Preventing the Spread of Medusahead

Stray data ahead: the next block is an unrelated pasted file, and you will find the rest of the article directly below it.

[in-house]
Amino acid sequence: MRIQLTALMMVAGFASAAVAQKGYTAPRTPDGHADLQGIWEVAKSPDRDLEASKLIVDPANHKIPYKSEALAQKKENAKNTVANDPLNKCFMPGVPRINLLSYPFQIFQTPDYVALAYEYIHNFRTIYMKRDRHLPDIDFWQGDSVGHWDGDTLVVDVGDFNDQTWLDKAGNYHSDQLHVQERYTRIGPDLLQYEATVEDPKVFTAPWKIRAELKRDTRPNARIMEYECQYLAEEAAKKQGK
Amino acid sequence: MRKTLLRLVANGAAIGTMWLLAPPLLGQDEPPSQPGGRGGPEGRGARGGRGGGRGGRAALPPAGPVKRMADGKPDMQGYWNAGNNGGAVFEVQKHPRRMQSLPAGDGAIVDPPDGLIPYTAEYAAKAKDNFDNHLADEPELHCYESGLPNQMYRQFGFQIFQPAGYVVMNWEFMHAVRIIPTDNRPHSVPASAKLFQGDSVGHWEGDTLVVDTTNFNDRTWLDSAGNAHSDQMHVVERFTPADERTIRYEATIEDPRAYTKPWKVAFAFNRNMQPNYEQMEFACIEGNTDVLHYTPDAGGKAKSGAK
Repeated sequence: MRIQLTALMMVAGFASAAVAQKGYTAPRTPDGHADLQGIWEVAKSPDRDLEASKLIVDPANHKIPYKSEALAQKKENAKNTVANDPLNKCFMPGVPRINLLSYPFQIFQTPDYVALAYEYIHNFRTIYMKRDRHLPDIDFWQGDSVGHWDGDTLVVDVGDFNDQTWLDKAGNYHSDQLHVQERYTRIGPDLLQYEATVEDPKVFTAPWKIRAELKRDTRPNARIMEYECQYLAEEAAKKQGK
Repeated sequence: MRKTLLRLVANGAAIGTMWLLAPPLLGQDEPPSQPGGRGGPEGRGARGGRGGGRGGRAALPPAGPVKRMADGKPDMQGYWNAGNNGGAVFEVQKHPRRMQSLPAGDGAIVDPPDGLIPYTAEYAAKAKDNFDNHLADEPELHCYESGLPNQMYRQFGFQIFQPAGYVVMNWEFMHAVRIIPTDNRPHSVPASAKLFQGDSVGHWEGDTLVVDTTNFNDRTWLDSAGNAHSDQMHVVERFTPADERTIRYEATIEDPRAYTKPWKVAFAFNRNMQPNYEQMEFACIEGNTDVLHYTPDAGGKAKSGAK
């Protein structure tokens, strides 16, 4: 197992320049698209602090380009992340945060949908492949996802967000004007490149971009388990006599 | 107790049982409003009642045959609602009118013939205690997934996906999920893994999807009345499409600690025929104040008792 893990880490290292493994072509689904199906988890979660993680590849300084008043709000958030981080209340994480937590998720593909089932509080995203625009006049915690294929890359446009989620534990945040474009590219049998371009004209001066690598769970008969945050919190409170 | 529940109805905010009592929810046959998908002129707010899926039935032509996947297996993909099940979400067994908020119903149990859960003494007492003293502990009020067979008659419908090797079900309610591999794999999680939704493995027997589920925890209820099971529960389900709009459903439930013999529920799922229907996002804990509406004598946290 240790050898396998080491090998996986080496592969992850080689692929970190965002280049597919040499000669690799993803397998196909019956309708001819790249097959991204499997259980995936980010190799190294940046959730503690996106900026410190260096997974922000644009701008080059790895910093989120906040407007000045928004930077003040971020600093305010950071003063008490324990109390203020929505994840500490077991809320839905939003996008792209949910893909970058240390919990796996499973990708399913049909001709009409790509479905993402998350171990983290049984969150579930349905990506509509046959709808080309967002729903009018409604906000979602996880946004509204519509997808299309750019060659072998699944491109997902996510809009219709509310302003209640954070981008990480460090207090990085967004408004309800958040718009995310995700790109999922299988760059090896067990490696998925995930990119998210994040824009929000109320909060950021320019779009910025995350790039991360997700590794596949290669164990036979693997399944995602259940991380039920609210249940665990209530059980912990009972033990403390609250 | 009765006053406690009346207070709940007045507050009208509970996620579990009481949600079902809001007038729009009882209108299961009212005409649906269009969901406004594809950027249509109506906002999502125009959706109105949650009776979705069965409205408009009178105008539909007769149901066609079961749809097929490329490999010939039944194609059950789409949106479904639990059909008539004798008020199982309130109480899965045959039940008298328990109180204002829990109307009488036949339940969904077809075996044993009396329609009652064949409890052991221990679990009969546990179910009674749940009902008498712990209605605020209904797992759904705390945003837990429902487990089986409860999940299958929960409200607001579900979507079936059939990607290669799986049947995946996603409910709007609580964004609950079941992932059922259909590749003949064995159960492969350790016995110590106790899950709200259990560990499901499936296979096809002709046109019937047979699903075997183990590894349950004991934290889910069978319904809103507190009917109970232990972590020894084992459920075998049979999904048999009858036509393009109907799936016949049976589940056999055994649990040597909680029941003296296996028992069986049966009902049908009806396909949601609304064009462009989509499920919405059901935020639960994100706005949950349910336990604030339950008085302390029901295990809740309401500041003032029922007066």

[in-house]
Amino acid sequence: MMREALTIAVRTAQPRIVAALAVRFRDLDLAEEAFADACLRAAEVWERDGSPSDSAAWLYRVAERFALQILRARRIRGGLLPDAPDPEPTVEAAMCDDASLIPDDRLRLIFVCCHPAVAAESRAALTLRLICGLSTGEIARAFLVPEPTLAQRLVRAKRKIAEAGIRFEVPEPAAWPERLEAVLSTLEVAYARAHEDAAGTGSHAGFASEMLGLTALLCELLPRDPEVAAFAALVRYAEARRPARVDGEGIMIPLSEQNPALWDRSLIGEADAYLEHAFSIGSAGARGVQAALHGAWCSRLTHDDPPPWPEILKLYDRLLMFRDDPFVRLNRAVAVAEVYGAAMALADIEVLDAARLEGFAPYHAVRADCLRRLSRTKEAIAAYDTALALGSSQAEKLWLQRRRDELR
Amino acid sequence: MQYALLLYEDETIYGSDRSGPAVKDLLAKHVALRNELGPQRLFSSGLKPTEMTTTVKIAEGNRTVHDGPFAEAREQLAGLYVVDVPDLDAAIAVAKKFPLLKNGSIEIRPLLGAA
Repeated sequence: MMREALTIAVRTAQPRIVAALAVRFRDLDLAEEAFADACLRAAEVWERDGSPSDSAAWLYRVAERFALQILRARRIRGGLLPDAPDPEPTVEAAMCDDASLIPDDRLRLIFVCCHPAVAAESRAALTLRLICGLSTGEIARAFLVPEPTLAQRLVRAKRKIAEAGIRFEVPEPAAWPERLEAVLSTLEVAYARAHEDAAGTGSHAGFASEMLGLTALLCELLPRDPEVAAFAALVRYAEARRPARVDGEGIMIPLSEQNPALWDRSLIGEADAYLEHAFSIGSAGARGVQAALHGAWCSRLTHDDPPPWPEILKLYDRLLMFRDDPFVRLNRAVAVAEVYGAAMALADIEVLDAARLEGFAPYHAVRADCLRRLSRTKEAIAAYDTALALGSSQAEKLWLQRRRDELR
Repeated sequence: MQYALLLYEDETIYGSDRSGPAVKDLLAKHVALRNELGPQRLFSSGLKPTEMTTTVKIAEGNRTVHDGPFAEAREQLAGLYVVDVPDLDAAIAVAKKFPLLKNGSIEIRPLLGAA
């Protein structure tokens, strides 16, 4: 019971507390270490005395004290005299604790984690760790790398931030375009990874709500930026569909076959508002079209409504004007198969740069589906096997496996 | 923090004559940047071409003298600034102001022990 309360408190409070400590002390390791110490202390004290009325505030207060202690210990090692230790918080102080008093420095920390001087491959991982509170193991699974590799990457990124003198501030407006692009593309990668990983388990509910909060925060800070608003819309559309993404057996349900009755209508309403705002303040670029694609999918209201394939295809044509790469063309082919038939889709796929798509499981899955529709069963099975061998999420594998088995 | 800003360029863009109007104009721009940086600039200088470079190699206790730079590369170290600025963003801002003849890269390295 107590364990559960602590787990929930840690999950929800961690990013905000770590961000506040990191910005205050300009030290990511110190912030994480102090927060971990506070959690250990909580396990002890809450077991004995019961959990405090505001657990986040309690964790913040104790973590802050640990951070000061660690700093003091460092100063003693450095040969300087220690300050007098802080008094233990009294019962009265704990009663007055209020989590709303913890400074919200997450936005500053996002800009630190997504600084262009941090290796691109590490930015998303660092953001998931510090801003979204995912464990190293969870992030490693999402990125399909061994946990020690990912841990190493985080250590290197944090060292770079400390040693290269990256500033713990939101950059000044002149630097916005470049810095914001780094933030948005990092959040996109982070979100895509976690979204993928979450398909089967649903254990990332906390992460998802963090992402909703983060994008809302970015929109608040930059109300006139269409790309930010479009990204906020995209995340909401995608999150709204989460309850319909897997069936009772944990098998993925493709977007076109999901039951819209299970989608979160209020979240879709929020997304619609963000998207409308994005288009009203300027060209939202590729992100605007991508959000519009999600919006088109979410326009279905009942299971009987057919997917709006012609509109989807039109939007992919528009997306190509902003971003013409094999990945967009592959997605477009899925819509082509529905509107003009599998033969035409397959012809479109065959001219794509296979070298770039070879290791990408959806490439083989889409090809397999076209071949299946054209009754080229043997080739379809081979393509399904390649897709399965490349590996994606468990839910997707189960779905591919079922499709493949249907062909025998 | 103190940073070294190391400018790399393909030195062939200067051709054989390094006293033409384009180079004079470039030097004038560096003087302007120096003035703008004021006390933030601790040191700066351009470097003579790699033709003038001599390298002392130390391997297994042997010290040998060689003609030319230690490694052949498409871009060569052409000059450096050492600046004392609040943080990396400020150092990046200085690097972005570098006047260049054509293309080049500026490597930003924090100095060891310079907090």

Last week we looked at why Medusahead Rye is so dangerous. This week Beth shares how we can prevent its spread. These tips are important for preventing the spread of all kinds of weedy species, so check them out and use them, even if you don't have Medusahead. Preventing medusahead from establishing in new areas is far more cost-effective than trying to control it after invasion. A prevention program should include: 1) preventing the introduction of medusahead seed, 2) reducing site susceptibility and 3) establishing a program for early detection and monitoring. How are medusahead seeds spread? Medusahead seeds are small, with long awns barbed with silica scales. These seeds easily attach to animals, clothing, vehicles, and machinery. Although most seed remains in, or near, a medusahead infested area, seeds can move much longer distances in a variety of ways. A study in southeast Oregon showed that medusahead infestations are often concentrated along travel routes, primarily along unimproved roads and secondly along hiking and animal trails. This indicates that cars and trucks, construction equipment, and farm machinery are the primary sources that move medusahead seed into a clean area, but animals and humans also move seed (Davies et al. 2013). USDA-NRCS PLANTS Database / Hitchcock, A.S. (rev. A. Chase). 1950. Manual of the grasses of the United States. USDA Misc. Publ. No. 200. Washingt

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